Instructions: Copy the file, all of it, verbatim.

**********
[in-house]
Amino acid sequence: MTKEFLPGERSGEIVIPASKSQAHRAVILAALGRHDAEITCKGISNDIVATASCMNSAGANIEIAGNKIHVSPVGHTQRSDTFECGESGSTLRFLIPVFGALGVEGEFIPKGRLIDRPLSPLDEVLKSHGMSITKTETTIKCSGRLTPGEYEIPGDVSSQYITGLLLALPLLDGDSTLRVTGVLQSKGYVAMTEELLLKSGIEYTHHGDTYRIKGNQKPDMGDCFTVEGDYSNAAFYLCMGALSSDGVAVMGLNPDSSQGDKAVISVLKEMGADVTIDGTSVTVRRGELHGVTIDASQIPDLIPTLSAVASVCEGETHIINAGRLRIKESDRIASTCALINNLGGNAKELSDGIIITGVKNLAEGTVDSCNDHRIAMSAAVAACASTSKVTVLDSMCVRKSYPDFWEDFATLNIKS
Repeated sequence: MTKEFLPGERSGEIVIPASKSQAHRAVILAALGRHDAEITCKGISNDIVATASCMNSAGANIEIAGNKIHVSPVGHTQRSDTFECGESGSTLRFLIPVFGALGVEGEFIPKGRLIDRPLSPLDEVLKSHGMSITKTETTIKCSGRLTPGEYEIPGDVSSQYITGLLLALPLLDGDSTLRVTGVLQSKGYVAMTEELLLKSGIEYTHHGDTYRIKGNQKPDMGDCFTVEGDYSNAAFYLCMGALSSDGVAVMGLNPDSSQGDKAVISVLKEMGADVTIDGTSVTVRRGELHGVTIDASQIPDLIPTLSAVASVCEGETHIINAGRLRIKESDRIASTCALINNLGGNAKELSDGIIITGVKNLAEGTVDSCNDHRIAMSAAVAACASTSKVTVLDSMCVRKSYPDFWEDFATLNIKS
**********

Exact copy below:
[in-house]
Amino acid sequence: MTKEFLPGERSGEIVIPASKSQAHRAVILAALGRHDAEITCKGISNDIVATASCMNSAGANIEIAGNKIHVSPVGHTQRSDTFECGESGSTLRFLIPVFGALGVEGEFIPKGRLIDRPLSPLDEVLKSHGMSITKTETTIKCSGRLTPGEYEIPGDVSSQYITGLLLALPLLDGDSTLRVTGVLQSKGYVAMTEELLLKSGIEYTHHGDTYRIKGNQKPDMGDCFTVEGDYSNAAFYLCMGALSSDGVAVMGLNPDSSQGDKAVISVLKEMGADVTIDGTSVTVRRGELHGVTIDASQIPDLIPTLSAVASVCEGETHIINAGRLRIKESDRIASTCALINNLGGNAKELSDGIIITGVKNLAEGTVDSCNDHRIAMSAAVAACASTSKVTVLDSMCVRKSYPDFWEDFATLNIKS
Repeated sequence: MTKEFLPGERSGEIVIPASKSQAHRAVILAALGRHDAEITCKGISNDIVATASCMNSAGANIEIAGNKIHVSPVGHTQRSDTFECGESGSTLRFLIPVFGALGVEGEFIPKGRLIDRPLSPLDEVLKSHGMSITKTETTIKCSGRLTPGEYEIPGDVSSQYITGLLLALPLLDGDSTLRVTGVLQSKGYVAMTEELLLKSGIEYTHHGDTYRIKGNQKPDMGDCFTVEGDYSNAAFYLCMGALSSDGVAVMGLNPDSSQGDKAVISVLKEMGADVTIDGTSVTVRRGELHGVTIDASQIPDLIPTLSAVASVCEGETHIINAGRLRIKESDRIASTCALINNLGGNAKELSDGIIITGVKNLAEGTVDSCNDHRIAMSAAVAACASTSKVTVLDSMCVRKSYPDFWEDFATLNIKS